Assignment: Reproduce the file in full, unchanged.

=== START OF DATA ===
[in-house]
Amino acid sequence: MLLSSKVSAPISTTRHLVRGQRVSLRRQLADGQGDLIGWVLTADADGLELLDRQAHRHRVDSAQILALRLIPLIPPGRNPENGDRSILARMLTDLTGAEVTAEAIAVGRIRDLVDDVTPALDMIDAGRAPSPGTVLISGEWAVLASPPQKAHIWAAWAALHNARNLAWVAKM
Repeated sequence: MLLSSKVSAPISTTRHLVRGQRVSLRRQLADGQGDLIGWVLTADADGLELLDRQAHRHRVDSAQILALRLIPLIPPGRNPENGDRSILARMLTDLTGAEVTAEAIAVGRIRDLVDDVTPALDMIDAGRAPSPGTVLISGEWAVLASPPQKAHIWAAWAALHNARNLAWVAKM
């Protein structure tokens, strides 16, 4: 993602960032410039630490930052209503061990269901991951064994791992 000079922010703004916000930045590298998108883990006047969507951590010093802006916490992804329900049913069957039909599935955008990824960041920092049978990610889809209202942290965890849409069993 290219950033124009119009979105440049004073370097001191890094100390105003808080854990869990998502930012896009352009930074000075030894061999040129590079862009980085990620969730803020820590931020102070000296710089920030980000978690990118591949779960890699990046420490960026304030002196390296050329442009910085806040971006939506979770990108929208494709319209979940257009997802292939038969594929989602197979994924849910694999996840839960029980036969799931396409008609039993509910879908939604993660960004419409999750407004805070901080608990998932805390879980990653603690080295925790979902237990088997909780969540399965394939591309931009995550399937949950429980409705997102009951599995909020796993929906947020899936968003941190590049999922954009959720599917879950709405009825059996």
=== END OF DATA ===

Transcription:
[in-house]
Amino acid sequence: MLLSSKVSAPISTTRHLVRGQRVSLRRQLADGQGDLIGWVLTADADGLELLDRQAHRHRVDSAQILALRLIPLIPPGRNPENGDRSILARMLTDLTGAEVTAEAIAVGRIRDLVDDVTPALDMIDAGRAPSPGTVLISGEWAVLASPPQKAHIWAAWAALHNARNLAWVAKM
Repeated sequence: MLLSSKVSAPISTTRHLVRGQRVSLRRQLADGQGDLIGWVLTADADGLELLDRQAHRHRVDSAQILALRLIPLIPPGRNPENGDRSILARMLTDLTGAEVTAEAIAVGRIRDLVDDVTPALDMIDAGRAPSPGTVLISGEWAVLASPPQKAHIWAAWAALHNARNLAWVAKM
């Protein structure tokens, strides 16, 4: 993602960032410039630490930052209503061990269901991951064994791992 000079922010703004916000930045590298998108883990006047969507951590010093802006916490992804329900049913069957039909599935955008990824960041920092049978990610889809209202942290965890849409069993 290219950033124009119009979105440049004073370097001191890094100390105003808080854990869990998502930012896009352009930074000075030894061999040129590079862009980085990620969730803020820590931020102070000296710089920030980000978690990118591949779960890699990046420490960026304030002196390296050329442009910085806040971006939506979770990108929208494709319209979940257009997802292939038969594929989602197979994924849910694999996840839960029980036969799931396409008609039993509910879908939604993660960004419409999750407004805070901080608990998932805390879980990653603690080295925790979902237990088997909780969540399965394939591309931009995550399937949950429980409705997102009951599995909020796993929906947020899936968003941190590049999922954009959720599917879950709405009825059996």